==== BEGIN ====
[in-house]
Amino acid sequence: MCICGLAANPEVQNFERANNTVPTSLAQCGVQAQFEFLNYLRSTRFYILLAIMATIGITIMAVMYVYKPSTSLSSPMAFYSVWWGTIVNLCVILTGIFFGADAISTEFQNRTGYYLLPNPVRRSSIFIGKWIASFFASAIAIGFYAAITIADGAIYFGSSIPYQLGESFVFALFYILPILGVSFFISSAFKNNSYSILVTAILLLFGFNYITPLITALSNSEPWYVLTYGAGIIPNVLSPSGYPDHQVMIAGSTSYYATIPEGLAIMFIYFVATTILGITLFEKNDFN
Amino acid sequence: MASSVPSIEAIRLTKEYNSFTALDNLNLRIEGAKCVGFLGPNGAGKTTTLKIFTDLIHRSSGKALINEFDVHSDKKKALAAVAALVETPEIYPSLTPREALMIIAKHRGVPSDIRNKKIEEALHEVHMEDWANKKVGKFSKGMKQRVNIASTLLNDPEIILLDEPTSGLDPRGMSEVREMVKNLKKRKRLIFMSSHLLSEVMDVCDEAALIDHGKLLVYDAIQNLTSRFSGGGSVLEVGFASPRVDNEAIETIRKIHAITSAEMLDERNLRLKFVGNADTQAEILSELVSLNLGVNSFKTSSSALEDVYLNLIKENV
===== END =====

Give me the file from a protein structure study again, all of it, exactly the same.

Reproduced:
[in-house]
Amino acid sequence: MCICGLAANPEVQNFERANNTVPTSLAQCGVQAQFEFLNYLRSTRFYILLAIMATIGITIMAVMYVYKPSTSLSSPMAFYSVWWGTIVNLCVILTGIFFGADAISTEFQNRTGYYLLPNPVRRSSIFIGKWIASFFASAIAIGFYAAITIADGAIYFGSSIPYQLGESFVFALFYILPILGVSFFISSAFKNNSYSILVTAILLLFGFNYITPLITALSNSEPWYVLTYGAGIIPNVLSPSGYPDHQVMIAGSTSYYATIPEGLAIMFIYFVATTILGITLFEKNDFN
Amino acid sequence: MASSVPSIEAIRLTKEYNSFTALDNLNLRIEGAKCVGFLGPNGAGKTTTLKIFTDLIHRSSGKALINEFDVHSDKKKALAAVAALVETPEIYPSLTPREALMIIAKHRGVPSDIRNKKIEEALHEVHMEDWANKKVGKFSKGMKQRVNIASTLLNDPEIILLDEPTSGLDPRGMSEVREMVKNLKKRKRLIFMSSHLLSEVMDVCDEAALIDHGKLLVYDAIQNLTSRFSGGGSVLEVGFASPRVDNEAIETIRKIHAITSAEMLDERNLRLKFVGNADTQAEILSELVSLNLGVNSFKTSSSALEDVYLNLIKENV